Thanksgiving is a time for family, memories, and sharing great meals. It’s also a time for family squabbles, uncomfortable moments, and shouting matches.
Okay, that’s a bit harsh but annually holiday gatherings can have their moments of tension. Why add to the tension by over thinking the menu or the wine choices? Keeping it simple is never better advice than around the holidays.
The ‘annual Thanksgiving wine column’ is a staple for every wine writer. Today’s “Thanksgiving column’ is my seventh so I decided to look over advice and offer a ‘best-of” remarks for the holiday bird and juice match up. After all, there are only a few different ways to suggest the same wines.
“Thanksgiving is about family so make it a festive occasion,” I wrote back in 2011, still good advice. “Try a light sparkling wine before the big meal. It’s sure to be a hit. Look for a Spanish Cava, Italian Prosecco, or Gloria Ferrer’s delightful Sonoma County sparklers. For something really festive and delicious, I love Banfi Rosa Regale. The Banfi wine sells for right at $20, has just seven percent alcohol, and is delicious.”
It’s hard to improve on that start to your dinner or holiday wine recommendations.
Back in 2010 the column was largely about traditional Thanksgiving whites like Riesling which offers nice fruit and balanced acidity for foul. The great thing about Riesling is the availability. Any wine shop, and most grocery stores and liquor shops, will have a Riesling. New York’s Finger Lakes and upper Michigan wineries all produce great Riesling. If you want the classics look to the German Mosel region and France’s Alsace versions.
A really great choice, and personal favorite, is unoaked Chardonnay. More specifically, a premier cru or grand cru Chablis is unparalleled at the Thanksgiving table. The rich fruit along with the crisp acidity and mineralality mixes perfectly with the bird and most of the side dishes. Good Chablis of such pedigree will set you back at least $25-$30 for starters. There are many Chablis wines, non appellation specific, for under $20. But give the cru wines a try for an important family holiday meal.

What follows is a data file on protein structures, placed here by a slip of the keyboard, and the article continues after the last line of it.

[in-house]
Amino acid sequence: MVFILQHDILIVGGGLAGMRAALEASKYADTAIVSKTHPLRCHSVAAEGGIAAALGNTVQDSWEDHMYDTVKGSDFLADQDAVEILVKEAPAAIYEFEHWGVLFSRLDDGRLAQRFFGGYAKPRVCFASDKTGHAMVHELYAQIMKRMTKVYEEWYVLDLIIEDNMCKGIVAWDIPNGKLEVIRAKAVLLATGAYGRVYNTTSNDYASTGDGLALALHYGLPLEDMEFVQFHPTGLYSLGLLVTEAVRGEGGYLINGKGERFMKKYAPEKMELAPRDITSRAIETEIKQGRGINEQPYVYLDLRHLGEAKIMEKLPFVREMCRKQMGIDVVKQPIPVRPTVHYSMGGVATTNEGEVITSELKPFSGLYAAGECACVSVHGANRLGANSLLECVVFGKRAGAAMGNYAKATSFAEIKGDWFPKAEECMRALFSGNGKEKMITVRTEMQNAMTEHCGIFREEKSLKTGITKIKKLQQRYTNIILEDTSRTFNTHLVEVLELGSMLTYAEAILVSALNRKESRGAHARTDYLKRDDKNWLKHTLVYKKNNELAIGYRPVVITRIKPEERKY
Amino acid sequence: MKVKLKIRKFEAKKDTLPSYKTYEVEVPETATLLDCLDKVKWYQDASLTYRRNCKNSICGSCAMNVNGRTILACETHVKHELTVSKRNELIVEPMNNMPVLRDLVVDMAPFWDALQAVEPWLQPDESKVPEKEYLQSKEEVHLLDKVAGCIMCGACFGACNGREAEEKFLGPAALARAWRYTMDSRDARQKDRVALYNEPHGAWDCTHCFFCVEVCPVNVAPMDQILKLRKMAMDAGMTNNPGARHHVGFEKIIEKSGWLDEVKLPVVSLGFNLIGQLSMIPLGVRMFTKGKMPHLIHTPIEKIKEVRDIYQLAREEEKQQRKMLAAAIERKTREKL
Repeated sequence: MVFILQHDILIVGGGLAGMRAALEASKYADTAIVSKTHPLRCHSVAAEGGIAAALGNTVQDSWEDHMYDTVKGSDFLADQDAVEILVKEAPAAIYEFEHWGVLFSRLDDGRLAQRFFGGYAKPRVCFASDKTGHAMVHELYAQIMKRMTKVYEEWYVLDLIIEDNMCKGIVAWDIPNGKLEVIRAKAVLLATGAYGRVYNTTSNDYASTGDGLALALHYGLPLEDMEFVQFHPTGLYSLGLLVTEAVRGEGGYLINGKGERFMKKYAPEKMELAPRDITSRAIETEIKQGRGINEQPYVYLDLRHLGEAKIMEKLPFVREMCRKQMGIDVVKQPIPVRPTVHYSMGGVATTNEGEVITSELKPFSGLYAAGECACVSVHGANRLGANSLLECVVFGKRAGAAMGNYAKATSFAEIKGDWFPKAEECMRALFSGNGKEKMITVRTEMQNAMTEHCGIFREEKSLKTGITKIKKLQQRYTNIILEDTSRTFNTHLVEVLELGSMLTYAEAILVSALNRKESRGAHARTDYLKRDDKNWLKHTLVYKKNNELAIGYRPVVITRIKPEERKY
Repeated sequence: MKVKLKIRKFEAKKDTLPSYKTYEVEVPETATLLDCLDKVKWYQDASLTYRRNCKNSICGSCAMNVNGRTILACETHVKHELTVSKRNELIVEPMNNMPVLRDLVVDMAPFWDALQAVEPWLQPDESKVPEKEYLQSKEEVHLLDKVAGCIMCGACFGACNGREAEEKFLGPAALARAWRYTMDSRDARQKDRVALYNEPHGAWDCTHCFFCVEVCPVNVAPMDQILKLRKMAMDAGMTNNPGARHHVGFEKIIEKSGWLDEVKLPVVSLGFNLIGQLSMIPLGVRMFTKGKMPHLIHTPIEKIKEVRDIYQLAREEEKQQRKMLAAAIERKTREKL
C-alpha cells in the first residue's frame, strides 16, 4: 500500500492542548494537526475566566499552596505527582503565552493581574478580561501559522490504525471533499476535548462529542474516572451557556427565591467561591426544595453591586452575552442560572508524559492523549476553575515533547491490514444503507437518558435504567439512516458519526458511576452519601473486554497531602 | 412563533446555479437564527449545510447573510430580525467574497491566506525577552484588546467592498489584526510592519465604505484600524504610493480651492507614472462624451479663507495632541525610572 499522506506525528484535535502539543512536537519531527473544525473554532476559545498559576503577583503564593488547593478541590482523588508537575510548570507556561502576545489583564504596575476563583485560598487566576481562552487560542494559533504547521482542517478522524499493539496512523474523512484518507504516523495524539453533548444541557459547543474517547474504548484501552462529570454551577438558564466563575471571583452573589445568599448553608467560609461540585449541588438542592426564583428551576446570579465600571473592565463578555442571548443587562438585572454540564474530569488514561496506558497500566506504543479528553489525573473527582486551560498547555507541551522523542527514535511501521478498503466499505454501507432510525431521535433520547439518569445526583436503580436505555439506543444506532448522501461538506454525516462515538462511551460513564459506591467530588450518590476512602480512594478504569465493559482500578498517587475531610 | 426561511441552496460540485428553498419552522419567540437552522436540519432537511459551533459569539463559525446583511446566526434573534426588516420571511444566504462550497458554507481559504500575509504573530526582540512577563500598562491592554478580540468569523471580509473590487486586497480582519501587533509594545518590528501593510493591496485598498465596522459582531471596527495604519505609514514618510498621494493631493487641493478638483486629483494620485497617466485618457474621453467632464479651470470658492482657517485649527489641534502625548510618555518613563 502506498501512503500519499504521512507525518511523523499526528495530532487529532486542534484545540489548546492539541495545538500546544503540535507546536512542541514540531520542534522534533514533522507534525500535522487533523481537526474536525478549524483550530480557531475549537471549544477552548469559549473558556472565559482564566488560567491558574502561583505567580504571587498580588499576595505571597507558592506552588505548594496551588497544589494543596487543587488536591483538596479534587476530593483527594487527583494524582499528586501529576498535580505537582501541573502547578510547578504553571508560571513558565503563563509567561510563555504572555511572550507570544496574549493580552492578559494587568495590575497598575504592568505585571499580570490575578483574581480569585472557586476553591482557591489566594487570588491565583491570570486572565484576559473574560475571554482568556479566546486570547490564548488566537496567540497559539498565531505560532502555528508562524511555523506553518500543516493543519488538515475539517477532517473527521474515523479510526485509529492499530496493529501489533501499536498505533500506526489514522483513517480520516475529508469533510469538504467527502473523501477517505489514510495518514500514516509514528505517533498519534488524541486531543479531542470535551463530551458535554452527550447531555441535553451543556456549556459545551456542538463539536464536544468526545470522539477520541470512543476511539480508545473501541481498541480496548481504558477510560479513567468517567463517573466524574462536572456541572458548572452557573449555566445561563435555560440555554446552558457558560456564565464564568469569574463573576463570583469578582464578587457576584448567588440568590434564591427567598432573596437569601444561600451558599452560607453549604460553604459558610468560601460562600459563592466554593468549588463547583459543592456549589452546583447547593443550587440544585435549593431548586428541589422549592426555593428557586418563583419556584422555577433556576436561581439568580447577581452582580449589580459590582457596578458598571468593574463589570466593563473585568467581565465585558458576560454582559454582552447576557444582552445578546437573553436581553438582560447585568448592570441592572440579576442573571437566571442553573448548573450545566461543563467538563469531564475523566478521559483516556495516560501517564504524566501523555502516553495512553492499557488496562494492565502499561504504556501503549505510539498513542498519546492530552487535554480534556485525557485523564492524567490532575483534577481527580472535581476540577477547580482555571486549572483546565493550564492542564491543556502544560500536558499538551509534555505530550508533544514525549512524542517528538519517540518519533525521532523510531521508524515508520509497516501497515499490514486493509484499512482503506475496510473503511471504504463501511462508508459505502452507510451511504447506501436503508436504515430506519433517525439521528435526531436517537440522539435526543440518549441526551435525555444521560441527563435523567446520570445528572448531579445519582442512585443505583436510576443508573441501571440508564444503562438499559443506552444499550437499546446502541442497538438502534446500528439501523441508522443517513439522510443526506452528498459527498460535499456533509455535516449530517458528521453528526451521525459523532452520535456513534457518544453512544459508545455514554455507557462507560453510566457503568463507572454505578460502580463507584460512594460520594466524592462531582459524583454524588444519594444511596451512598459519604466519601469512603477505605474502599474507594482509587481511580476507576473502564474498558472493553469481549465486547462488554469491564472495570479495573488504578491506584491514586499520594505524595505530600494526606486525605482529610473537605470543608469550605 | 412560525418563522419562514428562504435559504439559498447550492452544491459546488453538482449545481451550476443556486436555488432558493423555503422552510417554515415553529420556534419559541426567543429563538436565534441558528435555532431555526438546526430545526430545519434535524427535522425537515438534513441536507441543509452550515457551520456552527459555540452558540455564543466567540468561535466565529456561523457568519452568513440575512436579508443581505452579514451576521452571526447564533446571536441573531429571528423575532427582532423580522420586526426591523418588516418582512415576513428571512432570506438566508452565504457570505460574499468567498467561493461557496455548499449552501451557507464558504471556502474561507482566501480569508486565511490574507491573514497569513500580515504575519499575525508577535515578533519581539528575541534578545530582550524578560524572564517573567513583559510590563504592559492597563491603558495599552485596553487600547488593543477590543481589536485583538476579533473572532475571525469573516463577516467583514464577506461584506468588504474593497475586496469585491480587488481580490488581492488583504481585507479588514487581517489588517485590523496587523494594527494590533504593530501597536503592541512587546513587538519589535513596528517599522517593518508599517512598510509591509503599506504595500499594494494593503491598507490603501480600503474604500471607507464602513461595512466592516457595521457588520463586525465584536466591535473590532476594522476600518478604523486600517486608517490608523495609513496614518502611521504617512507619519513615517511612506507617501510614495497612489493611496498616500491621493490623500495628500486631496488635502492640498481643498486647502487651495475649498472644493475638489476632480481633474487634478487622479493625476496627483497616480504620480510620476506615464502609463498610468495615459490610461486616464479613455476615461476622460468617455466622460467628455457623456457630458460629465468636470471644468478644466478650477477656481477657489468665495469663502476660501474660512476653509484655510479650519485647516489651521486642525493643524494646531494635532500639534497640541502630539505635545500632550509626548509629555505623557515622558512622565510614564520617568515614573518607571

Indiana’s signature grape Traminette also works well if you like sweeter wines. Gewurztraminer was a very fashionable pick for years but Traminette substitutes nicely. You can enjoy a floral, light-bodied wine and support Indiana’s wine industry. I prefer the drier versions of Indiana’s Traminette but they can be hard to find. Most Indiana Traminette has substantial residual sugar. A few wineries, like Turtle Run, Corydon, and others are producing Traminette in a dry version now days.
Pinot Noir is an easy red pick for your turkey and dressing but I prefer Beaujolais Grand Cru wines if I’m having red. No, we’re not talking about the gimmicky Beaujolais Nouveau wines but the Grand Cru wines which have some oak aging. There are 10 Beaujolais Grand Cru wines and all are reasonably priced in the mid to upper teens. Gamay is the grape of Beaujolais and it offers a wonderful light bodied wine with a wisp of earthiness that pairs well with the bird.